A Virgin Islands Marine Advisory Service Publication
VIMAS is a cooperative program between
the University of Puerto Rico Sea Grant College Program & the University of the Virgin Islands' Center for Marine and Environmental Studies.
Careers in Physical and Chemical Oceanography
Physical oceanography involves the study of the physical properties of the ocean such as
wave patterns, currents, tides and the changing contours of the ocean floor and
shorelines. Chemical oceanography is the study of the chemical properties of seawater
and the chemical processes that take place in the sea.
What do oceanographers do?
r Physical oceanographers gather data and information that can be used in navigation, coastal
construction, energy production and in the design of ocean vessels. They study ocean currents, tides, wave
patterns, and the factors that affect the movement of water. Physical oceanographers also study the
interactions between the ocean and the air, the sea floor and the shoreline. Temperature and climate
change are important areas of research and study for oceanographers. Some physical oceanographers
specialize in marine geology and study shoreline changes, the minerals and sediments of the seafloor and
the location of underwater petroleum deposits. Research and findings from physical oceanographic studies
can be used to determine the movement of pollution or toxins in the water. Other studies are focused on
harnessing energy from the movement of ocean water (currents or tides), or from temperature differences
between surface and deep water (ocean thermal energy conversion, known as OTEC).
Chemical oceanographers study the chemical processes occurring in seawater and in marine organisms.
Increasingly, career opportunities
are available in the investigation of chemical processes caused by human activities. Studies focused on the
effects of pollution from sewage, pesticides and fertilizers, industrial wastewater and oil spills, for instance, are
important for both environmental and human health. Oceanographers may also study the complex
reactions and processes related to the recently discovered deep sea vents.
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y Ail careers in physical and chemical oceanography require an advanced degree (preferable a
Ph.D.). At the undergraduate level a bachelor's degree in physics, biology, geology, math or computers is a
good preparation for entry in the field of oceanography.
High school students can prepare for a career in oceanography by completing as many math and science
courses as possible, including calculus, chemistry, physics, earth science and biology. Computer courses are
also very important. Math and science courses at the high school level (including advanced placement or
college courses where possible) will prepare students for more specialized courses in college.
At the undergraduate level it is not necessarily better to select a large school, or one with a large marine
science program. Often smaller schools provide greater opportunities to work closely with faculty on
research projects. When selecting a school, choose a size and location where you are comfortable.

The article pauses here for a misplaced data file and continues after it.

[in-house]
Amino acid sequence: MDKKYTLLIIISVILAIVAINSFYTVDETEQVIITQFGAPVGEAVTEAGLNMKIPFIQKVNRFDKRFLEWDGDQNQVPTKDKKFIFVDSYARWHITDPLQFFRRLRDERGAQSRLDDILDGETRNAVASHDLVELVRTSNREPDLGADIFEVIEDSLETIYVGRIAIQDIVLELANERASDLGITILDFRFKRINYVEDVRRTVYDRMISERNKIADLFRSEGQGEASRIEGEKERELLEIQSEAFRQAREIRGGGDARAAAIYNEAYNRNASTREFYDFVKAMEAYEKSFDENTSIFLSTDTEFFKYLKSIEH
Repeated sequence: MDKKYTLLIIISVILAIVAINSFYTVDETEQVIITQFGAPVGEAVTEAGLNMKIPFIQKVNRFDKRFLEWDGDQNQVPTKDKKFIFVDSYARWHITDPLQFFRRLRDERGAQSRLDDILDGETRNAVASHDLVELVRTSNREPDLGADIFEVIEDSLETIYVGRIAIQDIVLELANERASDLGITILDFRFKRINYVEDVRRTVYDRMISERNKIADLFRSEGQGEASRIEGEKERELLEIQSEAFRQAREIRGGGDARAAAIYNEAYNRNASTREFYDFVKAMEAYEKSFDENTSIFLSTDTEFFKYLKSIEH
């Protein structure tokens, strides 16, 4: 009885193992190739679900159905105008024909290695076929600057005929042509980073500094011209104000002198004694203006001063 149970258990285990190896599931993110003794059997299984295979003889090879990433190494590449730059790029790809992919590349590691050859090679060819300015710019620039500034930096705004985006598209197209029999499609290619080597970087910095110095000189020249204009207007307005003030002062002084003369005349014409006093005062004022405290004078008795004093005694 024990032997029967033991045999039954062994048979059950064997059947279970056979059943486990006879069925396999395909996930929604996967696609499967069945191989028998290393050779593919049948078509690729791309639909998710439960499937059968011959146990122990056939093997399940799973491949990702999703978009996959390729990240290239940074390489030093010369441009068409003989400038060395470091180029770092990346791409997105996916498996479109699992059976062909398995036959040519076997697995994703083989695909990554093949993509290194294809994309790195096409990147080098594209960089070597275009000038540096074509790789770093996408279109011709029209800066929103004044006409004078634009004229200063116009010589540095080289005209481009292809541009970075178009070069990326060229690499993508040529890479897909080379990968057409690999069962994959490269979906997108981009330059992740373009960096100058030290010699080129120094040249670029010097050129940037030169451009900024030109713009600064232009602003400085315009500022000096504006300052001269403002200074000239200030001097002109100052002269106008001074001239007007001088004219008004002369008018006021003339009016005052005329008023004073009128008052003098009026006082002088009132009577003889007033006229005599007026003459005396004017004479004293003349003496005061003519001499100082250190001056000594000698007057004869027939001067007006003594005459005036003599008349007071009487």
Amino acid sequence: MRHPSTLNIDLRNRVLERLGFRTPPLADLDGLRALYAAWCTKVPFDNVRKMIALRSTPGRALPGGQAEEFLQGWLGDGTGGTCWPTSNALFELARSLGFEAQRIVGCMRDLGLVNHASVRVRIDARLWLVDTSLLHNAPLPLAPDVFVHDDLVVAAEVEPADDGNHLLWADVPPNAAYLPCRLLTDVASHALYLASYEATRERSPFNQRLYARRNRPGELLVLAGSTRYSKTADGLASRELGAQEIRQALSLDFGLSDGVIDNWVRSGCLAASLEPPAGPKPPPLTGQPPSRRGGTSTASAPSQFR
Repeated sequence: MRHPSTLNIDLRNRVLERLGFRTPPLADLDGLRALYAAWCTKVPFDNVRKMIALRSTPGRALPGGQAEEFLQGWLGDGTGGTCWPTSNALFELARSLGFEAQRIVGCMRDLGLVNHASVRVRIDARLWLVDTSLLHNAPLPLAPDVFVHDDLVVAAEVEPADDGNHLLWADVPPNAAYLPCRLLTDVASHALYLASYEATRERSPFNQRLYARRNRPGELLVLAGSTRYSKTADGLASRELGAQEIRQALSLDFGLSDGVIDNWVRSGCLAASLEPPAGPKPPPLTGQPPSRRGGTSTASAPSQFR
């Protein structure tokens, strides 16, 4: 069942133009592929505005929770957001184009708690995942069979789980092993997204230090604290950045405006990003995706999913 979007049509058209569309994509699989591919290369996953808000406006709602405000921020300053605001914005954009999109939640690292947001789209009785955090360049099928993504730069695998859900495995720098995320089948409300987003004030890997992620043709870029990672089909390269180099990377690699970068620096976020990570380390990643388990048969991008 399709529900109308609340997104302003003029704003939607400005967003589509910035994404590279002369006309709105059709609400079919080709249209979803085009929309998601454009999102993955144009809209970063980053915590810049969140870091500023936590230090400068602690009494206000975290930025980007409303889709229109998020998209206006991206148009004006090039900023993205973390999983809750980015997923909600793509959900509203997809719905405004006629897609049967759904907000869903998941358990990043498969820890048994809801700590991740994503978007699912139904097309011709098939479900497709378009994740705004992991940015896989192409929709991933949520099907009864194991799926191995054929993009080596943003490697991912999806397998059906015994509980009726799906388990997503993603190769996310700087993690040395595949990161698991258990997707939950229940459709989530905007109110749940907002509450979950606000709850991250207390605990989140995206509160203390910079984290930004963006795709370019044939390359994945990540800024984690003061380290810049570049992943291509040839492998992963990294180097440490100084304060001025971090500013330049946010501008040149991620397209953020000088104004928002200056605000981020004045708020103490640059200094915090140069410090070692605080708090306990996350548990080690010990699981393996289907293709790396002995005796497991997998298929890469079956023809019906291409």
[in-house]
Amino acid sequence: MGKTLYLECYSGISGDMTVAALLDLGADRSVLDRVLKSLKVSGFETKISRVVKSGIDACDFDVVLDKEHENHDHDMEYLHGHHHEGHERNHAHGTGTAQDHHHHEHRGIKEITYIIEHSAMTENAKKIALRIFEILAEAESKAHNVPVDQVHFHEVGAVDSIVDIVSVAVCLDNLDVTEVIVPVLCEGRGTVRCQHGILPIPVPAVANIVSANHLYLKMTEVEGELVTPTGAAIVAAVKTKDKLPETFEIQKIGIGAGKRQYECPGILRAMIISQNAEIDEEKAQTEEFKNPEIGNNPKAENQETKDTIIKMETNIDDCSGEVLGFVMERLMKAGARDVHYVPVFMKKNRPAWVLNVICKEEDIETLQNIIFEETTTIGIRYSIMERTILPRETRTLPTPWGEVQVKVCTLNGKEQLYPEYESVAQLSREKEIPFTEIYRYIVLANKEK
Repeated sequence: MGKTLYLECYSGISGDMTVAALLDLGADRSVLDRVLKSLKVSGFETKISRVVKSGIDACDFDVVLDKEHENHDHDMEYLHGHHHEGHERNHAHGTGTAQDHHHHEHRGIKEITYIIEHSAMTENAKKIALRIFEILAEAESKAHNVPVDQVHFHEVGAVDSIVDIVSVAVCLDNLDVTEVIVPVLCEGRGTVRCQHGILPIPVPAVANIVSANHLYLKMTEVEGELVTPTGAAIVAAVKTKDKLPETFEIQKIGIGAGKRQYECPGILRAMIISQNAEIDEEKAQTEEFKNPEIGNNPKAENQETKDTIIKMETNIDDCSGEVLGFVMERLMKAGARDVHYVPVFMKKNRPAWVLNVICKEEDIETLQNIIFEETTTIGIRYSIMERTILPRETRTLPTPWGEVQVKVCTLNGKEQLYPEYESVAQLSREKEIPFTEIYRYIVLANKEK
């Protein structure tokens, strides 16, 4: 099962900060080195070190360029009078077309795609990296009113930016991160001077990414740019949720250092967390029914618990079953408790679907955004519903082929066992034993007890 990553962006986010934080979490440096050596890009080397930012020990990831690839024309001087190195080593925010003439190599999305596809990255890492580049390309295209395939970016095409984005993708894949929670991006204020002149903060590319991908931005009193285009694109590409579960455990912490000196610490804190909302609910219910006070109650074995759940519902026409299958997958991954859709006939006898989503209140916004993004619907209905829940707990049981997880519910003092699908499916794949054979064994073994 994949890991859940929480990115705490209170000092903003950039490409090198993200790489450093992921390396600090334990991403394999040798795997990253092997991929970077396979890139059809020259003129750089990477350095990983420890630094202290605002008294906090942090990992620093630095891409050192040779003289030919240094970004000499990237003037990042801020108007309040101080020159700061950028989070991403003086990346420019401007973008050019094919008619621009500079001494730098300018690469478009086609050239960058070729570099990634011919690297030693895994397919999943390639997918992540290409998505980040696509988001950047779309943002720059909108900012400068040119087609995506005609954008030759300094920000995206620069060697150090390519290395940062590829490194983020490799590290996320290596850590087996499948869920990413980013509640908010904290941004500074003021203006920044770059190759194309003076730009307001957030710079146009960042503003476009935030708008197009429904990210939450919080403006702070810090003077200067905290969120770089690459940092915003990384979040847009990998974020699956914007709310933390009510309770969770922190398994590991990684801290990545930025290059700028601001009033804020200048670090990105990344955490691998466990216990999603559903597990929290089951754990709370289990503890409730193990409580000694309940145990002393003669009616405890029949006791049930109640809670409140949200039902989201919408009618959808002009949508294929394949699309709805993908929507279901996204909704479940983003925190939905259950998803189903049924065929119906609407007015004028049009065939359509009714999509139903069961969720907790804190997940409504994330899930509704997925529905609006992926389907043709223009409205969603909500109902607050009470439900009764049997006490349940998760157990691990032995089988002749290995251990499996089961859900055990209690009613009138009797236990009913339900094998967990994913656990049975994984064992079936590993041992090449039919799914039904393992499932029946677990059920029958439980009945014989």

Financial aid, work study and scholarships are often available to help pay the cost of completing the
bachelor's degree. Check with the college or university of your choice for more details. Most universities
offer scholarships, fellowships, assistantships or internships for oceanographic studies at the graduate level.
V Careers in Oceanography
Cartographer develops maps showing contours and features of the ocean floor and the coasts for use in
exploration and navigation.
Chemical oceanographer studies the chemical composition of seawater and the relationship between
organic and inorganic compounds found in the ocean; performs chemical research on sediments; studies
desalination processes as well as the extraction of diverse compounds from sea water.
Geological oceanographer studies the rocks, sediments and topographic features of the ocean floor;
identifies changes in the ocean floor over time through fossils, rocks and minerals; assists I locating petroleum
and mineral deposits beneath the seas.
Geomagnetist/paleomagnetist- studies the geomagnetic field of the Earth and its changes over time as
represented in rock and mineral deposits; studies and formulates theories about sea-floor spreading and
Marine geographer- generates and analyzes maps, aerial photos, observational data and data supplied by
GIS (geographical information systems) of marine and coastal areas;
determines political maritime boundaries between countries or states; determines physical and
environmental maritime boundaries between habitats/ecosystems.
Marine physicist -observes and analyzes energy, the structure of matter and the relationships between
energy and matter in the marine environment.
Meteorologist studies atmospheric conditions and related data for long and short-term weather
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forecasting; studies radio wave propagation for communication purposes; studies and predicts weather
development and the movement of phenomena such as hurricanes and typhoons.
Physical oceanographer studies the physical properties of the oceans: temperature, salinity, water density,
transmission of light and sound, currents, tides and the relationship between the atmosphere and the sea.
Seismologist studies earthquakes and predicts their occurrence; studies the geologic layers beneath the
ocean; uses seismic data to locate oil deposits and valuable minerals.
For more information, call or write: Virgin Islands Marine Advisory Services (VIIMS), University of the Virgin Islands Centerfor Marine and
Environmental Studies, No. 2 John Brewer's Bay St. Thomas USVI 00802 (340) 693-1392 or RR#2 Box 10,000 Kingshill, St. Croix USVI 00850
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